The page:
The Great Gatsby Reflection Paper

Powerful Essays
I believe the first time I read F. Scott Fitzgerald’s The Great Gatsby was when I was in high school. The novel was never assigned or studied in any of my English classes and so, out of sheer curiosity because I knew it was considered a literary masterpiece, I decided to read it for my own pleasure. The only information I had about Gatsby was that it was set during the 1920s and that it was an American classic. However, since it is a fairly short novel, my reading was extremely quick and seemed to not have any lasting impression on me. In fact, years later when I tried to recall the events of the story I realized that I could hardly remember anything about it. The only aspect that I could remember was that it was a love story between…show more content…
I think because I am older and now familiar with critically reading texts that I am able to understand and interpret the novel on a deeper, more intellectual level. Instead of labeling Gatsby as only a love story, I can now analyze and discuss the various themes and topics that the novel explores. I believe that this is one of the aspects that makes The Great Gatsby a classic, that when read at each stage of life, from adolescence to adulthood, the novel is able to take on a different meaning. As a high school teen, I understood the novel to be a romance, however, now I understand it in a completely different…show more content…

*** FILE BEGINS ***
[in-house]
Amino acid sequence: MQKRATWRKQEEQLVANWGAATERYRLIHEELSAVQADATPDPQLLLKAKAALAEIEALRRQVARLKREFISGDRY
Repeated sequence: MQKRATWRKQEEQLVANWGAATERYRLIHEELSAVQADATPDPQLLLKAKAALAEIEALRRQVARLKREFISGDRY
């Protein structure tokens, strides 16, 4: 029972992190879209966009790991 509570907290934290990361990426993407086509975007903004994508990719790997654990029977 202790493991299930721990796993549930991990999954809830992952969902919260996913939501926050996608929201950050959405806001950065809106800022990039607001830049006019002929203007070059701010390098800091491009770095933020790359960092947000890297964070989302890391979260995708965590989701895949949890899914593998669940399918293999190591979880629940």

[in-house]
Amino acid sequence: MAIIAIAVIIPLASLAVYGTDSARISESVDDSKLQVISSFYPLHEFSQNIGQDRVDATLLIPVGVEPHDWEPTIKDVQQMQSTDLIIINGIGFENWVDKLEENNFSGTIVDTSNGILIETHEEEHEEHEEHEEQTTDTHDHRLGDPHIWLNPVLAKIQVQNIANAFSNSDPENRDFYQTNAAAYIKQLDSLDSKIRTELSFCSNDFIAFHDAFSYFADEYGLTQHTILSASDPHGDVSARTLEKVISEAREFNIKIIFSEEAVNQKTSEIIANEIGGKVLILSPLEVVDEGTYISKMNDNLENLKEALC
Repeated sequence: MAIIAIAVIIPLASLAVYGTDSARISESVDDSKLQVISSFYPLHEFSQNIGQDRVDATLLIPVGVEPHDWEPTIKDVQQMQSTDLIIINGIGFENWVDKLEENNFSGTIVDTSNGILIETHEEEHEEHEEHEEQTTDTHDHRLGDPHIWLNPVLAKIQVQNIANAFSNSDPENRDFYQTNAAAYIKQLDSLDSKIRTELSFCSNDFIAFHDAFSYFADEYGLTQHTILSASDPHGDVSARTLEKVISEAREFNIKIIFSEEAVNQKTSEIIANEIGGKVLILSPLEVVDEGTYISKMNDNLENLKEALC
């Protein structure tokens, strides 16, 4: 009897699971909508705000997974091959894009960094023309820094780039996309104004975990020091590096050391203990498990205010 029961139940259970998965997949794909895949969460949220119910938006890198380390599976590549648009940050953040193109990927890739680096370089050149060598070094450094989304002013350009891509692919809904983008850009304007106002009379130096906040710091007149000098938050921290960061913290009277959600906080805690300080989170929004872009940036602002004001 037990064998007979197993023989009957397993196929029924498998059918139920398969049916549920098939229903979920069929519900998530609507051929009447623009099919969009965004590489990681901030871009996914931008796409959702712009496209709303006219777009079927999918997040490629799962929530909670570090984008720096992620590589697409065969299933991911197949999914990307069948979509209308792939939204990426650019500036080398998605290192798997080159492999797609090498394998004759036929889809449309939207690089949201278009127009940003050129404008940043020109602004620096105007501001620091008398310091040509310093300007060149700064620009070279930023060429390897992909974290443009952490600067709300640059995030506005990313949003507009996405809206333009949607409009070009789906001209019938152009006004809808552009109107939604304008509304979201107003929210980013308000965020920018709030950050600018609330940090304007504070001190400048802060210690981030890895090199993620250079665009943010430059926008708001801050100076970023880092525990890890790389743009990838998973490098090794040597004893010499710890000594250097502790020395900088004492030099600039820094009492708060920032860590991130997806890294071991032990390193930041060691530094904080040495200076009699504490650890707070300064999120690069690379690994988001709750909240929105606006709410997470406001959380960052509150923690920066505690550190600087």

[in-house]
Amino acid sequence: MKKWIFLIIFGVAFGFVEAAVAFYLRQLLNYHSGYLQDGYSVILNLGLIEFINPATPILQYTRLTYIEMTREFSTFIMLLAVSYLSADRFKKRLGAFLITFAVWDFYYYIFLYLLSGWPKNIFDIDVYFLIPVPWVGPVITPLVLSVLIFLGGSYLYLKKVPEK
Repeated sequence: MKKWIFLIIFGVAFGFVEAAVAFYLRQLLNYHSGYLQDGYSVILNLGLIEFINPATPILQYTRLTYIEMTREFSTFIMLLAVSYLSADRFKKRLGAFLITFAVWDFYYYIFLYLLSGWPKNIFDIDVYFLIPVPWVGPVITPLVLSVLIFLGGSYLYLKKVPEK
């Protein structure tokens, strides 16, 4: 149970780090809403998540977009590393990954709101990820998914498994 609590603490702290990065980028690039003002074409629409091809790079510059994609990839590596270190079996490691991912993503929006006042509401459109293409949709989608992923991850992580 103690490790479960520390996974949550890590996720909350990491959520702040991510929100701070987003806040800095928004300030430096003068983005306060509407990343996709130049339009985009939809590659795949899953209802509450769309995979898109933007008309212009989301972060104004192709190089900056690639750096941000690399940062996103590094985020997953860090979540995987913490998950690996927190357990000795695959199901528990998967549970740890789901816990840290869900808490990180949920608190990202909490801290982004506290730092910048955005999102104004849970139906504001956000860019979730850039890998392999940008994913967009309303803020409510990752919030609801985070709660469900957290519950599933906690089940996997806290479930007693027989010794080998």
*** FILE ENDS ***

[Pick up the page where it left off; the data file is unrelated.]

This emotion seems to preside over every character in the novel, however it seems to be most prevalent in Jay Gatsby. His desire to be with Daisy Buchanan dictates every aspect of his life, he moved to West Egg to be across the bay from her, he throws extravagant parties with the hope that someday she may wander over, and he does all of this because he believes that he can recreate the past to when he and Daisy were first together and in love. Fitzgerald writes about Nick Carraway’s reaction to Gatsby’s belief in the recreation of the past, “He talked a lot about the past, and I gathered that he wanted to recover something, some idea of himself perhaps, that had gone into loving Daisy” (110). However, I believe that Gatsby’s intense preoccupation with the past does not seem to be motivated by his enduring love for Daisy, as he claims, but rather for the brief intense feeling that he had the first moment he fell in love with her. He wants to experience again the profound sensation he felt when he kissed Daisy for the first time, to recover the idea of himself as an innocent and pure man on the brink of knowing true ecstasy, as Fitzgerald writes, “He knew that when he kissed this girl, and forever wed his unutterable visions to her perishable breath, his mind would never romp again like the mind of God… Then he kissed her. At his lips’ touch she blossomed for him like
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